A new issue of Local Culture: A Journal of the Front Porch Republic is heading to the printer. Below, you can read the editor’s prefatory letter. The Table of Contents can be viewed here. If this whets your appetite, you can subscribe to the journal; subscribe by Monday October 16 to receive a copy of this issue in your mailbox.

But be contented when that fell arrest,
Without all bail shall carry me away,
My life hath in this line some interest,
Which for memorial still with thee shall stay.

— Shakespeare, Sonnet 74 (1-4)

Henceforth I call you not servants; for the servant knoweth not what his lord doeth: but I have called you friends; for all things that I have heard of my Father I have made known unto you.

— Jesus in the Gospel according to St. John

“Without friends,” said Aristotle, “no one would choose to live, even though he possessed every other good.”

If the Stagirite is right, as I suspect he is, then what will become of the man who thinks he can be cryogenically preserved until Science figures out how to warm him up and download into him the data he mistakenly believes consciousness can be reduced to? Let us venture a guess. It will be this man’s good luck to discover that immortality on the terms he seeks isn’t in the cards: he won’t have to thaw into a joyless no-place from which all his friends are forever fled.

You may argue that he would make new friends in this fabled future fantasy. But what is friendship stripped not only of long acquaintance but also of the places that its sacred rites were once performed in—this particular fishing hole or that golf course or the hospitable kitchen with the island made of hard maple and the gin-laced gossip that passed across it? What is friendship devoid of the old familiar music halls and fireplaces and barns and deer camps?

And what are these without the friends that make them memorable? What are these without the friendships worn smooth by time’s gentle rolling current?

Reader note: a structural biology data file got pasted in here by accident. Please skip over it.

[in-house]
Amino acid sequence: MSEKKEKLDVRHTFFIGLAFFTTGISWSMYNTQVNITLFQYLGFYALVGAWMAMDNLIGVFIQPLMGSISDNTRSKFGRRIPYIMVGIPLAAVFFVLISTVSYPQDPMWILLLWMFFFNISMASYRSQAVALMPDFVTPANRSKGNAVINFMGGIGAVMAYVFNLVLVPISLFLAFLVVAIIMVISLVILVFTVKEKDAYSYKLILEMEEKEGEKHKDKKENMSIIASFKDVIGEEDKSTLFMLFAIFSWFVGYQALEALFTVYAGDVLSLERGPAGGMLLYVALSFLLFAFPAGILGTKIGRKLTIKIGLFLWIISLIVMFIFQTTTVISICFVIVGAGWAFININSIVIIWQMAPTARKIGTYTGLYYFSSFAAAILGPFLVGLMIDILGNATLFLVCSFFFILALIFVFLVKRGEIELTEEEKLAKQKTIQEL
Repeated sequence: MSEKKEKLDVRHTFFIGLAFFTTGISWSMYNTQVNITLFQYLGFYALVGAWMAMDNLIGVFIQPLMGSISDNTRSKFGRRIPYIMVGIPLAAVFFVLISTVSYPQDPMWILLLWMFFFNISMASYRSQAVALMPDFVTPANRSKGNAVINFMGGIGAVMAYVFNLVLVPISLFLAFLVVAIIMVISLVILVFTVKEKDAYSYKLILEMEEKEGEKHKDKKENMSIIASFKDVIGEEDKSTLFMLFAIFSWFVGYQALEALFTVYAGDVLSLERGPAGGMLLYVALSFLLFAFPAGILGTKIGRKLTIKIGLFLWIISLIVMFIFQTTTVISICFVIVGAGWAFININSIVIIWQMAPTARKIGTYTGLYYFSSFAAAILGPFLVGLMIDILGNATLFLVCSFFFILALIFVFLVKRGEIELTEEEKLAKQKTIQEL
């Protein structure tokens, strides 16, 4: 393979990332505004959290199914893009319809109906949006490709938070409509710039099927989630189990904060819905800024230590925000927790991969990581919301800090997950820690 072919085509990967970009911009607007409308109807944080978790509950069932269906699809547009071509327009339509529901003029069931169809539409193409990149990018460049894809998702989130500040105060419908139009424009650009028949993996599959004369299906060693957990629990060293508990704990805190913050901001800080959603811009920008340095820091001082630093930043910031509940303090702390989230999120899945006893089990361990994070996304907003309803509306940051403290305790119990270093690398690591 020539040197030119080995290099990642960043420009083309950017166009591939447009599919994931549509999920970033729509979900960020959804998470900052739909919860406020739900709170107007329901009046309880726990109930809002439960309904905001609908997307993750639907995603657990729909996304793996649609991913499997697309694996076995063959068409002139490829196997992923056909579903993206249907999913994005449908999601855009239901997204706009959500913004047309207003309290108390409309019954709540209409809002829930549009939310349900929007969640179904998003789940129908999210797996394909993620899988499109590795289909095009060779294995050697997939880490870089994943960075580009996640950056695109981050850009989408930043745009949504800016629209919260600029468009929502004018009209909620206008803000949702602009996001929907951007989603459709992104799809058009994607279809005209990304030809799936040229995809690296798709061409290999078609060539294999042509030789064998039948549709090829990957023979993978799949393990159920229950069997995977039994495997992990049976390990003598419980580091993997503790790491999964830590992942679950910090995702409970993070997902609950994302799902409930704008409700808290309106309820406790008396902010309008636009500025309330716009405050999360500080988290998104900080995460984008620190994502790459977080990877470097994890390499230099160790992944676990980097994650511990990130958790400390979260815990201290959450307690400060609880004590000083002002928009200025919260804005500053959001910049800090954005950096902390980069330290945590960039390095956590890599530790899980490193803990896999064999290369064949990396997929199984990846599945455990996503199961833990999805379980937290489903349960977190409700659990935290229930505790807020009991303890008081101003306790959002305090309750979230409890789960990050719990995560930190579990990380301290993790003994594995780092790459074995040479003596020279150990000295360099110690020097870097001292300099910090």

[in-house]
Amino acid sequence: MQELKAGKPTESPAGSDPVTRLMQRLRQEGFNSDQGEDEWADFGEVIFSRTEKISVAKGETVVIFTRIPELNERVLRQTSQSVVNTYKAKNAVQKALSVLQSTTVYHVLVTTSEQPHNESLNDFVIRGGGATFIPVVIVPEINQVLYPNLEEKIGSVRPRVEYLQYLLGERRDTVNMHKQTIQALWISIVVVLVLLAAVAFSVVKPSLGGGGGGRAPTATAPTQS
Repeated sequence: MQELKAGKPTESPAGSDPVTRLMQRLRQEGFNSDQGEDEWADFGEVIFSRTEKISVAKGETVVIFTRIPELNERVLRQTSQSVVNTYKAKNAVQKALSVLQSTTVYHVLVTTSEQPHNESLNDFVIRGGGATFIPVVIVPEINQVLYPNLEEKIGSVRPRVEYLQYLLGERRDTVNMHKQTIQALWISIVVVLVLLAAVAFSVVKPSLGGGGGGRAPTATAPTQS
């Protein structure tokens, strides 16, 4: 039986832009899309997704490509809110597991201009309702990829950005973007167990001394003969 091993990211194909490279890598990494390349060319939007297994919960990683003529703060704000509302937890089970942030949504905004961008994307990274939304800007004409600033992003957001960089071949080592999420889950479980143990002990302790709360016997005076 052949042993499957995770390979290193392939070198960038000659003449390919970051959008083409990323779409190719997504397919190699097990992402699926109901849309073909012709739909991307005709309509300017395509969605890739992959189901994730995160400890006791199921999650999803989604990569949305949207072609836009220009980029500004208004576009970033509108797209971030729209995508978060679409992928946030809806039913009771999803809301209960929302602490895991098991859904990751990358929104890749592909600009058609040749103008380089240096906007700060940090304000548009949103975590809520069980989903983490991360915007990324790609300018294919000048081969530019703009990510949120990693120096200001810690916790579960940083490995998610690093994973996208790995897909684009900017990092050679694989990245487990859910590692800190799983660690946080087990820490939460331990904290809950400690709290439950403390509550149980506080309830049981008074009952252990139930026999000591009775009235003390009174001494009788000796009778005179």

Edwin Arlington Robinson proffered a pretty good answer once. You will find it in the poem “Mr. Flood’s Party.” It’s about an old man, Eben Flood, whose misfortune is to outlive everyone he knows—everyone, that is, except himself, the self he sometimes talks to on his journey home from filling his companionable whiskey jug in Tilbury Town. Find the poem and read it. It is very funny. It has Robinson’s distinctive touch: treating our often dark solitary condition with good humor and compassion. We may smile at the sight of Mr. Flood out on a dark road, offering himself a drink and then accepting his own offer—and instructing himself not to drink too much (though he already has). And we should smile. The poem means for us to smile. But its ending is no joke. Mr. Flood, alone, his way illumined only by a harvest moon, hears a “phantom salutation of the dead” ringing from “the town among the trees, / Where friends of other days had honored him.” Once he has had his conversation with himself, once he has taken a drink for auld lang syne—a phrase his voice falters on—and especially once he has shaken his head in an effort to clarify the landscape and reduce to one the two moons he sees in the night sky—once he has done all this he returns to his loneliness, or rather his loneliness returns to him. The party is over. He knows it, and so do we:

There was not much that was ahead of him,
And there was nothing in the town below—
Where strangers would have shut the many doors
That many friends had opened long ago.